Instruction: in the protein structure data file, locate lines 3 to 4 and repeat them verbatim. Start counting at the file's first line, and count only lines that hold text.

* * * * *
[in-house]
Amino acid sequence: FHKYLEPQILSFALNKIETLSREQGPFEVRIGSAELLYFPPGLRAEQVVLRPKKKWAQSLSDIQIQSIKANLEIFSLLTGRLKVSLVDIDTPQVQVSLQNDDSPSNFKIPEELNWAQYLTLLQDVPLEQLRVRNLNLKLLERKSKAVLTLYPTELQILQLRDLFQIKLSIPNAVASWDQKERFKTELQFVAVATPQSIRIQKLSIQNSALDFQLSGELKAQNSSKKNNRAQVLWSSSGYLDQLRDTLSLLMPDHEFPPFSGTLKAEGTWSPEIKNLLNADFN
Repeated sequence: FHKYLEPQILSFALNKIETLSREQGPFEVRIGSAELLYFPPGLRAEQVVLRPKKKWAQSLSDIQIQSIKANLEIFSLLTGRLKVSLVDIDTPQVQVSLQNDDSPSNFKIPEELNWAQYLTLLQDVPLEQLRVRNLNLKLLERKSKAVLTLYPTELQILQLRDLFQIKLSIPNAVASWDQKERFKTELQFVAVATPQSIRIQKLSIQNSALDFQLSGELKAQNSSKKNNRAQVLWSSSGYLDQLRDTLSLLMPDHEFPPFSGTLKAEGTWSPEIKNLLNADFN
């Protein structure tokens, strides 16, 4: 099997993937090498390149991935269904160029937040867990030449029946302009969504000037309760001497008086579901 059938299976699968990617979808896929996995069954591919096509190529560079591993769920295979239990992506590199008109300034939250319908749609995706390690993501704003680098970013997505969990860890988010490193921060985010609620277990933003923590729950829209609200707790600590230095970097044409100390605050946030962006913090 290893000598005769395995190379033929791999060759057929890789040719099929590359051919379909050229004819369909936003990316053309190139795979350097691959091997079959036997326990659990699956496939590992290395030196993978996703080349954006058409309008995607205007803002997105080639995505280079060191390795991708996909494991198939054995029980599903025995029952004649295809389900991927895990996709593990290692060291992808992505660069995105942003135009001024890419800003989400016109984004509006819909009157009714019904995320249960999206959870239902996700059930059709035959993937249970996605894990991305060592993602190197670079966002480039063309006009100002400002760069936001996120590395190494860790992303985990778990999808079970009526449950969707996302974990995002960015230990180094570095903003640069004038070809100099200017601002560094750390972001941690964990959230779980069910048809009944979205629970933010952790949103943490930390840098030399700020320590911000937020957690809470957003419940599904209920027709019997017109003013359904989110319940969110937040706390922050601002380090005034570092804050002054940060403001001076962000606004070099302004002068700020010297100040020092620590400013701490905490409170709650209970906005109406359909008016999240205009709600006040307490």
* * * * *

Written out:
Repeated sequence: FHKYLEPQILSFALNKIETLSREQGPFEVRIGSAELLYFPPGLRAEQVVLRPKKKWAQSLSDIQIQSIKANLEIFSLLTGRLKVSLVDIDTPQVQVSLQNDDSPSNFKIPEELNWAQYLTLLQDVPLEQLRVRNLNLKLLERKSKAVLTLYPTELQILQLRDLFQIKLSIPNAVASWDQKERFKTELQFVAVATPQSIRIQKLSIQNSALDFQLSGELKAQNSSKKNNRAQVLWSSSGYLDQLRDTLSLLMPDHEFPPFSGTLKAEGTWSPEIKNLLNADFN
């Protein structure tokens, strides 16, 4: 099997993937090498390149991935269904160029937040867990030449029946302009969504000037309760001497008086579901 059938299976699968990617979808896929996995069954591919096509190529560079591993769920295979239990992506590199008109300034939250319908749609995706390690993501704003680098970013997505969990860890988010490193921060985010609620277990933003923590729950829209609200707790600590230095970097044409100390605050946030962006913090 290893000598005769395995190379033929791999060759057929890789040719099929590359051919379909050229004819369909936003990316053309190139795979350097691959091997079959036997326990659990699956496939590992290395030196993978996703080349954006058409309008995607205007803002997105080639995505280079060191390795991708996909494991198939054995029980599903025995029952004649295809389900991927895990996709593990290692060291992808992505660069995105942003135009001024890419800003989400016109984004509006819909009157009714019904995320249960999206959870239902996700059930059709035959993937249970996605894990991305060592993602190197670079966002480039063309006009100002400002760069936001996120590395190494860790992303985990778990999808079970009526449950969707996302974990995002960015230990180094570095903003640069004038070809100099200017601002560094750390972001941690964990959230779980069910048809009944979205629970933010952790949103943490930390840098030399700020320590911000937020957690809470957003419940599904209920027709019997017109003013359904989110319940969110937040706390922050601002380090005034570092804050002054940060403001001076962000606004070099302004002068700020010297100040020092620590400013701490905490409170709650209970906005109406359909008016999240205009709600006040307490």